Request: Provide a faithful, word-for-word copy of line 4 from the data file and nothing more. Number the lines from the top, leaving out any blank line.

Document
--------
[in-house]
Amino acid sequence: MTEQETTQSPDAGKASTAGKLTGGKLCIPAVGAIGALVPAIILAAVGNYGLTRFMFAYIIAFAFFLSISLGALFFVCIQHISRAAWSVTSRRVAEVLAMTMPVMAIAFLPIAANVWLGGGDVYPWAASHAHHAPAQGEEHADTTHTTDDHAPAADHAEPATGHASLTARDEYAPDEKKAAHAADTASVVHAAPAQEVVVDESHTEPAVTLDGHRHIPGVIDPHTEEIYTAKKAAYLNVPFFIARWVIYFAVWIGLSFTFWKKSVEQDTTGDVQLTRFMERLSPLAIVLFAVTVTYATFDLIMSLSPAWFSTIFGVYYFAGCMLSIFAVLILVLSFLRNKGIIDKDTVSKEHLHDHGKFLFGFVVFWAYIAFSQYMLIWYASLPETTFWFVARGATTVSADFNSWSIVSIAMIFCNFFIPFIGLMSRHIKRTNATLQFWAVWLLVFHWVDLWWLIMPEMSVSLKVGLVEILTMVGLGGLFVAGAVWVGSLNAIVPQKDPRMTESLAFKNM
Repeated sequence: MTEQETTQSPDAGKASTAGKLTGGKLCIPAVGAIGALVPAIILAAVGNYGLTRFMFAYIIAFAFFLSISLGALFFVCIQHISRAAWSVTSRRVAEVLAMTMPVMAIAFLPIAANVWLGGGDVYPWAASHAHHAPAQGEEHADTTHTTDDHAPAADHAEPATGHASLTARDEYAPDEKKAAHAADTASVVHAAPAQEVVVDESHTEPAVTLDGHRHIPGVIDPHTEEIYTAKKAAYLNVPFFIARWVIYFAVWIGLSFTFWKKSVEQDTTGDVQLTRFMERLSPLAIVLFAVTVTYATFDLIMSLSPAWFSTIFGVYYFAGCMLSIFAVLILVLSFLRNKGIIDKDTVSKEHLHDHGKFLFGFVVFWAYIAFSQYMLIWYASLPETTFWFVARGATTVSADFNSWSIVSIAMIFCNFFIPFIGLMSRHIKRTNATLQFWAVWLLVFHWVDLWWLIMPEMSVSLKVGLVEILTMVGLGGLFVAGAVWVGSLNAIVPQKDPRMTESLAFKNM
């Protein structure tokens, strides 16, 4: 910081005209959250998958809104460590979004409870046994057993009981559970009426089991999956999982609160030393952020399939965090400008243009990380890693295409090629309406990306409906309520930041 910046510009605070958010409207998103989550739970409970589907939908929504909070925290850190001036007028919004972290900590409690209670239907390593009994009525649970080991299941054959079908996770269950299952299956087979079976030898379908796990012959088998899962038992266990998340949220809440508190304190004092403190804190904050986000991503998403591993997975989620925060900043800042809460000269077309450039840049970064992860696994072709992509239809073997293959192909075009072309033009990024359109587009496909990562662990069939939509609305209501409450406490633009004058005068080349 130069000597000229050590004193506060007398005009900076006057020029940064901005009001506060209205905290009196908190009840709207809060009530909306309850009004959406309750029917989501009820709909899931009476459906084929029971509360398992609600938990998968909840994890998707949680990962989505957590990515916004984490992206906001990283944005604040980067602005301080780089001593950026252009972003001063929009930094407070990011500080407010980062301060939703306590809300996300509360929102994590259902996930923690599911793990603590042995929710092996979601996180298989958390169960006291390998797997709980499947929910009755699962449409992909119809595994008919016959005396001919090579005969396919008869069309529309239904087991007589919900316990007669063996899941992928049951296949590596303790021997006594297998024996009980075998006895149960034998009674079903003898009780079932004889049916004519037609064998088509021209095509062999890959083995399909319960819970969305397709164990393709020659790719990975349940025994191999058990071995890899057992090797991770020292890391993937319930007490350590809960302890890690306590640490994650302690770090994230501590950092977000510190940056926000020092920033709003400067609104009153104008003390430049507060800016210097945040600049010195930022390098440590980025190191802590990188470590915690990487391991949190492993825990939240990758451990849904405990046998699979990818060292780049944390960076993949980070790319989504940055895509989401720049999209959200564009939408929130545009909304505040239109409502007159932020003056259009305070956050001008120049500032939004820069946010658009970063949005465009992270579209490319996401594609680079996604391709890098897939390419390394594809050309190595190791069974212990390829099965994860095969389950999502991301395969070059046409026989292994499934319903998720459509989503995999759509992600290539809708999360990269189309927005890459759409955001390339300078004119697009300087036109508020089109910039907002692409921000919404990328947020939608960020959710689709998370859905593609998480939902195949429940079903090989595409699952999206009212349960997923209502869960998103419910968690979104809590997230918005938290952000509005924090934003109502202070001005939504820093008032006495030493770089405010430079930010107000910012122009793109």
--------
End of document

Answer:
């Protein structure tokens, strides 16, 4: 910081005209959250998958809104460590979004409870046994057993009981559970009426089991999956999982609160030393952020399939965090400008243009990380890693295409090629309406990306409906309520930041 910046510009605070958010409207998103989550739970409970589907939908929504909070925290850190001036007028919004972290900590409690209670239907390593009994009525649970080991299941054959079908996770269950299952299956087979079976030898379908796990012959088998899962038992266990998340949220809440508190304190004092403190804190904050986000991503998403591993997975989620925060900043800042809460000269077309450039840049970064992860696994072709992509239809073997293959192909075009072309033009990024359109587009496909990562662990069939939509609305209501409450406490633009004058005068080349 130069000597000229050590004193506060007398005009900076006057020029940064901005009001506060209205905290009196908190009840709207809060009530909306309850009004959406309750029917989501009820709909899931009476459906084929029971509360398992609600938990998968909840994890998707949680990962989505957590990515916004984490992206906001990283944005604040980067602005301080780089001593950026252009972003001063929009930094407070990011500080407010980062301060939703306590809300996300509360929102994590259902996930923690599911793990603590042995929710092996979601996180298989958390169960006291390998797997709980499947929910009755699962449409992909119809595994008919016959005396001919090579005969396919008869069309529309239904087991007589919900316990007669063996899941992928049951296949590596303790021997006594297998024996009980075998006895149960034998009674079903003898009780079932004889049916004519037609064998088509021209095509062999890959083995399909319960819970969305397709164990393709020659790719990975349940025994191999058990071995890899057992090797991770020292890391993937319930007490350590809960302890890690306590640490994650302690770090994230501590950092977000510190940056926000020092920033709003400067609104009153104008003390430049507060800016210097945040600049010195930022390098440590980025190191802590990188470590915690990487391991949190492993825990939240990758451990849904405990046998699979990818060292780049944390960076993949980070790319989504940055895509989401720049999209959200564009939408929130545009909304505040239109409502007159932020003056259009305070956050001008120049500032939004820069946010658009970063949005465009992270579209490319996401594609680079996604391709890098897939390419390394594809050309190595190791069974212990390829099965994860095969389950999502991301395969070059046409026989292994499934319903998720459509989503995999759509992600290539809708999360990269189309927005890459759409955001390339300078004119697009300087036109508020089109910039907002692409921000919404990328947020939608960020959710689709998370859905593609998480939902195949429940079903090989595409699952999206009212349960997923209502869960998103419910968690979104809590997230918005938290952000509005924090934003109502202070001005939504820093008032006495030493770089405010430079930010107000910012122009793109």